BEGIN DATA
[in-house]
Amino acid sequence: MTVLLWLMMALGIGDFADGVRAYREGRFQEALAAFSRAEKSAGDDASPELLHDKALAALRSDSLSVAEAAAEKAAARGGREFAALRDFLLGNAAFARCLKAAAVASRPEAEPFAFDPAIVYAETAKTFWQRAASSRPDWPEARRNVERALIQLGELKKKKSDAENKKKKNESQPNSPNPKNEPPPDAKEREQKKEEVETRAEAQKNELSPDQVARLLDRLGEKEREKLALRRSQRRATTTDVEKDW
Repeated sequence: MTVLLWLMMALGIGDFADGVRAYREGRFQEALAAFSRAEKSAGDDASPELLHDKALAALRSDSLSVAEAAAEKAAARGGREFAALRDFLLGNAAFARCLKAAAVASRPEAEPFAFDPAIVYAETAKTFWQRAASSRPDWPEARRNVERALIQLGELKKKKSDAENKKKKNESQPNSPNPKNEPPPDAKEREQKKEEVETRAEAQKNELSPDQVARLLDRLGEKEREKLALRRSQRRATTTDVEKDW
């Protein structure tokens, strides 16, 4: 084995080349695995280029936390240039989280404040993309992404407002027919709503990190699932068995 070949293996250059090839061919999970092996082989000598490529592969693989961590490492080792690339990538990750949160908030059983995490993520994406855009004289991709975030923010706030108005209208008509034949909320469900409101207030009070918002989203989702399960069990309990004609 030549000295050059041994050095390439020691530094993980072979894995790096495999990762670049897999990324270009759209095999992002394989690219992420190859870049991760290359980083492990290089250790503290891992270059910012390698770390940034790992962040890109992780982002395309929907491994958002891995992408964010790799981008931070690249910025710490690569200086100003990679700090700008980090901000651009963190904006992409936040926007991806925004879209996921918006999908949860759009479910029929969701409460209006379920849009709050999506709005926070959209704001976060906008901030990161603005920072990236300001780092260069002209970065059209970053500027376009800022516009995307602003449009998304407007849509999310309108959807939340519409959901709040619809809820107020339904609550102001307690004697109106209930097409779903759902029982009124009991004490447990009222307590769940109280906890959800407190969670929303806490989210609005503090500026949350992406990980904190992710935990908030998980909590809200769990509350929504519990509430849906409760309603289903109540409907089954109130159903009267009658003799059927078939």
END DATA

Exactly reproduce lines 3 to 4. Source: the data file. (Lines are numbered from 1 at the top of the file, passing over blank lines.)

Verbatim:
Repeated sequence: MTVLLWLMMALGIGDFADGVRAYREGRFQEALAAFSRAEKSAGDDASPELLHDKALAALRSDSLSVAEAAAEKAAARGGREFAALRDFLLGNAAFARCLKAAAVASRPEAEPFAFDPAIVYAETAKTFWQRAASSRPDWPEARRNVERALIQLGELKKKKSDAENKKKKNESQPNSPNPKNEPPPDAKEREQKKEEVETRAEAQKNELSPDQVARLLDRLGEKEREKLALRRSQRRATTTDVEKDW
């Protein structure tokens, strides 16, 4: 084995080349695995280029936390240039989280404040993309992404407002027919709503990190699932068995 070949293996250059090839061919999970092996082989000598490529592969693989961590490492080792690339990538990750949160908030059983995490993520994406855009004289991709975030923010706030108005209208008509034949909320469900409101207030009070918002989203989702399960069990309990004609 030549000295050059041994050095390439020691530094993980072979894995790096495999990762670049897999990324270009759209095999992002394989690219992420190859870049991760290359980083492990290089250790503290891992270059910012390698770390940034790992962040890109992780982002395309929907491994958002891995992408964010790799981008931070690249910025710490690569200086100003990679700090700008980090901000651009963190904006992409936040926007991806925004879209996921918006999908949860759009479910029929969701409460209006379920849009709050999506709005926070959209704001976060906008901030990161603005920072990236300001780092260069002209970065059209970053500027376009800022516009995307602003449009998304407007849509999310309108959807939340519409959901709040619809809820107020339904609550102001307690004697109106209930097409779903759902029982009124009991004490447990009222307590769940109280906890959800407190969670929303806490989210609005503090500026949350992406990980904190992710935990908030998980909590809200769990509350929504519990509430849906409760309603289903109540409907089954109130159903009267009658003799059927078939």